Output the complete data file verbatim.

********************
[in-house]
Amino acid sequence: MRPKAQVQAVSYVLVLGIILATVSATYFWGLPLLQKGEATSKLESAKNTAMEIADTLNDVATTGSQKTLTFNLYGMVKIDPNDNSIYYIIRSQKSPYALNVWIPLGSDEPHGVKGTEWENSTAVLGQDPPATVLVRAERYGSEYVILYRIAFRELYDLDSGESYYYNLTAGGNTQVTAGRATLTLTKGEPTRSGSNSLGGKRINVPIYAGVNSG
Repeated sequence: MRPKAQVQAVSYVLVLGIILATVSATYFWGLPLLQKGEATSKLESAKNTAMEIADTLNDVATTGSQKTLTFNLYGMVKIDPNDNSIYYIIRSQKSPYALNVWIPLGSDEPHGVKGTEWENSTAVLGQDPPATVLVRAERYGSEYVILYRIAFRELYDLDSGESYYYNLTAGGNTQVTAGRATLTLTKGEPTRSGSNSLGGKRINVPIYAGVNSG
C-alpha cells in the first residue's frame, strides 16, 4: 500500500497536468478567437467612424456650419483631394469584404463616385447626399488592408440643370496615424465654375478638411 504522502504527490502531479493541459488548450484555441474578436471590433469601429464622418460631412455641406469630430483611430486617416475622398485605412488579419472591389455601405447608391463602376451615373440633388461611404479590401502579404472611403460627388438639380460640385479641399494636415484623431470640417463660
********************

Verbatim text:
[in-house]
Amino acid sequence: MRPKAQVQAVSYVLVLGIILATVSATYFWGLPLLQKGEATSKLESAKNTAMEIADTLNDVATTGSQKTLTFNLYGMVKIDPNDNSIYYIIRSQKSPYALNVWIPLGSDEPHGVKGTEWENSTAVLGQDPPATVLVRAERYGSEYVILYRIAFRELYDLDSGESYYYNLTAGGNTQVTAGRATLTLTKGEPTRSGSNSLGGKRINVPIYAGVNSG
Repeated sequence: MRPKAQVQAVSYVLVLGIILATVSATYFWGLPLLQKGEATSKLESAKNTAMEIADTLNDVATTGSQKTLTFNLYGMVKIDPNDNSIYYIIRSQKSPYALNVWIPLGSDEPHGVKGTEWENSTAVLGQDPPATVLVRAERYGSEYVILYRIAFRELYDLDSGESYYYNLTAGGNTQVTAGRATLTLTKGEPTRSGSNSLGGKRINVPIYAGVNSG
C-alpha cells in the first residue's frame, strides 16, 4: 500500500497536468478567437467612424456650419483631394469584404463616385447626399488592408440643370496615424465654375478638411 504522502504527490502531479493541459488548450484555441474578436471590433469601429464622418460631412455641406469630430483611430486617416475622398485605412488579419472591389455601405447608391463602376451615373440633388461611404479590401502579404472611403460627388438639380460640385479641399494636415484623431470640417463660